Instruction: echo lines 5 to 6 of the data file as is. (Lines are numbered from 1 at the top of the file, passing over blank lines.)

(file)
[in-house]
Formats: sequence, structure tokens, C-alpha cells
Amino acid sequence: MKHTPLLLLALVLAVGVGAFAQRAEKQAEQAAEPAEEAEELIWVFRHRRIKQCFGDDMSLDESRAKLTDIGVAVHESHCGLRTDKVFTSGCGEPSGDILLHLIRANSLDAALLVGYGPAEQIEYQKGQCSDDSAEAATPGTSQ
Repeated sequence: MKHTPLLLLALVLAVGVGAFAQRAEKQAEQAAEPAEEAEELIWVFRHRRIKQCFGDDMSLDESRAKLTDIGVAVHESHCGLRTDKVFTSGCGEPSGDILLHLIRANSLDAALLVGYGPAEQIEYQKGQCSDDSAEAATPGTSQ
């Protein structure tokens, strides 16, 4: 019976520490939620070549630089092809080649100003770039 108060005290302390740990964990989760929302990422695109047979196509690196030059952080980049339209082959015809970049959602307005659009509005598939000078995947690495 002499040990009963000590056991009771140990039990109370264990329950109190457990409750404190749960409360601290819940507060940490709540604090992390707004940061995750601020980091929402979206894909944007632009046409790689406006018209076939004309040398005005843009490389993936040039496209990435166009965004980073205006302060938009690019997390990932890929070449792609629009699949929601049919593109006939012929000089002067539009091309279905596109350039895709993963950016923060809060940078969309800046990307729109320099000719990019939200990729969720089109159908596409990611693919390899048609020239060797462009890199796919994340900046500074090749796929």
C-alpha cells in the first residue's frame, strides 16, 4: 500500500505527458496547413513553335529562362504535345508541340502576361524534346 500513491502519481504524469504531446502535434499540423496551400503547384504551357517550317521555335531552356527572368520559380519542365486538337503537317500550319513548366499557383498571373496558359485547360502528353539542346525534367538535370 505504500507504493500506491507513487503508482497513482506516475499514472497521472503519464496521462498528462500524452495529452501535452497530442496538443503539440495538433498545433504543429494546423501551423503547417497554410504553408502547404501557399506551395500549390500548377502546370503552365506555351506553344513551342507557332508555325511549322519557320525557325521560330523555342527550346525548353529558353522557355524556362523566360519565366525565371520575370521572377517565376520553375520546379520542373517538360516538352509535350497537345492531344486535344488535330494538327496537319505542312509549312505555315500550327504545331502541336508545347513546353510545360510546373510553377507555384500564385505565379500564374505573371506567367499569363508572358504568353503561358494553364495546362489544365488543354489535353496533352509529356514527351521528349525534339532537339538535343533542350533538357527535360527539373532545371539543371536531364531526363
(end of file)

């Protein structure tokens, strides 16, 4: 019976520490939620070549630089092809080649100003770039 108060005290302390740990964990989760929302990422695109047979196509690196030059952080980049339209082959015809970049959602307005659009509005598939000078995947690495 002499040990009963000590056991009771140990039990109370264990329950109190457990409750404190749960409360601290819940507060940490709540604090992390707004940061995750601020980091929402979206894909944007632009046409790689406006018209076939004309040398005005843009490389993936040039496209990435166009965004980073205006302060938009690019997390990932890929070449792609629009699949929601049919593109006939012929000089002067539009091309279905596109350039895709993963950016923060809060940078969309800046990307729109320099000719990019939200990729969720089109159908596409990611693919390899048609020239060797462009890199796919994340900046500074090749796929």
C-alpha cells in the first residue's frame, strides 16, 4: 500500500505527458496547413513553335529562362504535345508541340502576361524534346 500513491502519481504524469504531446502535434499540423496551400503547384504551357517550317521555335531552356527572368520559380519542365486538337503537317500550319513548366499557383498571373496558359485547360502528353539542346525534367538535370 505504500507504493500506491507513487503508482497513482506516475499514472497521472503519464496521462498528462500524452495529452501535452497530442496538443503539440495538433498545433504543429494546423501551423503547417497554410504553408502547404501557399506551395500549390500548377502546370503552365506555351506553344513551342507557332508555325511549322519557320525557325521560330523555342527550346525548353529558353522557355524556362523566360519565366525565371520575370521572377517565376520553375520546379520542373517538360516538352509535350497537345492531344486535344488535330494538327496537319505542312509549312505555315500550327504545331502541336508545347513546353510545360510546373510553377507555384500564385505565379500564374505573371506567367499569363508572358504568353503561358494553364495546362489544365488543354489535353496533352509529356514527351521528349525534339532537339538535343533542350533538357527535360527539373532545371539543371536531364531526363